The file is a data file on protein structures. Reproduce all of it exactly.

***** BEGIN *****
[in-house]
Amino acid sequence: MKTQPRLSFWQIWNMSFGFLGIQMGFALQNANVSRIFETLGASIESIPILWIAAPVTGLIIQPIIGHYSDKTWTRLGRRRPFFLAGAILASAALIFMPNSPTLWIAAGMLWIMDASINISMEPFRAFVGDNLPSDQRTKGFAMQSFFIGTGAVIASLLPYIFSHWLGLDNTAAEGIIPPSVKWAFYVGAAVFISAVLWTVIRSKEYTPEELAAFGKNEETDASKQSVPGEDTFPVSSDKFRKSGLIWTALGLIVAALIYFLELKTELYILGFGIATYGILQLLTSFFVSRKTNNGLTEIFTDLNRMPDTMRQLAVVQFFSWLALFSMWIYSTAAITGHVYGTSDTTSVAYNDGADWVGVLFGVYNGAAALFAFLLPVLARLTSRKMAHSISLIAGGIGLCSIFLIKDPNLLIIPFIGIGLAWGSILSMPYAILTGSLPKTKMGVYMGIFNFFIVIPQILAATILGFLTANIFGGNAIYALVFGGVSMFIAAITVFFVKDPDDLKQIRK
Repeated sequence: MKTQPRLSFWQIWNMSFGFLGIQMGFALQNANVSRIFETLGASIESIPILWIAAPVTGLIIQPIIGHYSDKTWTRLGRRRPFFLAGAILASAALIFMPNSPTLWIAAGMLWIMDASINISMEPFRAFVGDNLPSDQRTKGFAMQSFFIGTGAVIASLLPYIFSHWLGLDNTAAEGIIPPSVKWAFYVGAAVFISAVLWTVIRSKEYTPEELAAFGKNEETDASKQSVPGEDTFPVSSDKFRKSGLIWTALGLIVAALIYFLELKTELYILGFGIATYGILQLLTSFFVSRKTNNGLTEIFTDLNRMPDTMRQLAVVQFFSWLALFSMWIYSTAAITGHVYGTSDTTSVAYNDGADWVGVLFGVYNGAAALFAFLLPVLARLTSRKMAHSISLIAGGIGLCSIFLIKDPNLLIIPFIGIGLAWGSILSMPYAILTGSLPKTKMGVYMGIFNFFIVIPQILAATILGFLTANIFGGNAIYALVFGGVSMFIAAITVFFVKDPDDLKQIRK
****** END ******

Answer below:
[in-house]
Amino acid sequence: MKTQPRLSFWQIWNMSFGFLGIQMGFALQNANVSRIFETLGASIESIPILWIAAPVTGLIIQPIIGHYSDKTWTRLGRRRPFFLAGAILASAALIFMPNSPTLWIAAGMLWIMDASINISMEPFRAFVGDNLPSDQRTKGFAMQSFFIGTGAVIASLLPYIFSHWLGLDNTAAEGIIPPSVKWAFYVGAAVFISAVLWTVIRSKEYTPEELAAFGKNEETDASKQSVPGEDTFPVSSDKFRKSGLIWTALGLIVAALIYFLELKTELYILGFGIATYGILQLLTSFFVSRKTNNGLTEIFTDLNRMPDTMRQLAVVQFFSWLALFSMWIYSTAAITGHVYGTSDTTSVAYNDGADWVGVLFGVYNGAAALFAFLLPVLARLTSRKMAHSISLIAGGIGLCSIFLIKDPNLLIIPFIGIGLAWGSILSMPYAILTGSLPKTKMGVYMGIFNFFIVIPQILAATILGFLTANIFGGNAIYALVFGGVSMFIAAITVFFVKDPDDLKQIRK
Repeated sequence: MKTQPRLSFWQIWNMSFGFLGIQMGFALQNANVSRIFETLGASIESIPILWIAAPVTGLIIQPIIGHYSDKTWTRLGRRRPFFLAGAILASAALIFMPNSPTLWIAAGMLWIMDASINISMEPFRAFVGDNLPSDQRTKGFAMQSFFIGTGAVIASLLPYIFSHWLGLDNTAAEGIIPPSVKWAFYVGAAVFISAVLWTVIRSKEYTPEELAAFGKNEETDASKQSVPGEDTFPVSSDKFRKSGLIWTALGLIVAALIYFLELKTELYILGFGIATYGILQLLTSFFVSRKTNNGLTEIFTDLNRMPDTMRQLAVVQFFSWLALFSMWIYSTAAITGHVYGTSDTTSVAYNDGADWVGVLFGVYNGAAALFAFLLPVLARLTSRKMAHSISLIAGGIGLCSIFLIKDPNLLIIPFIGIGLAWGSILSMPYAILTGSLPKTKMGVYMGIFNFFIVIPQILAATILGFLTANIFGGNAIYALVFGGVSMFIAAITVFFVKDPDDLKQIRK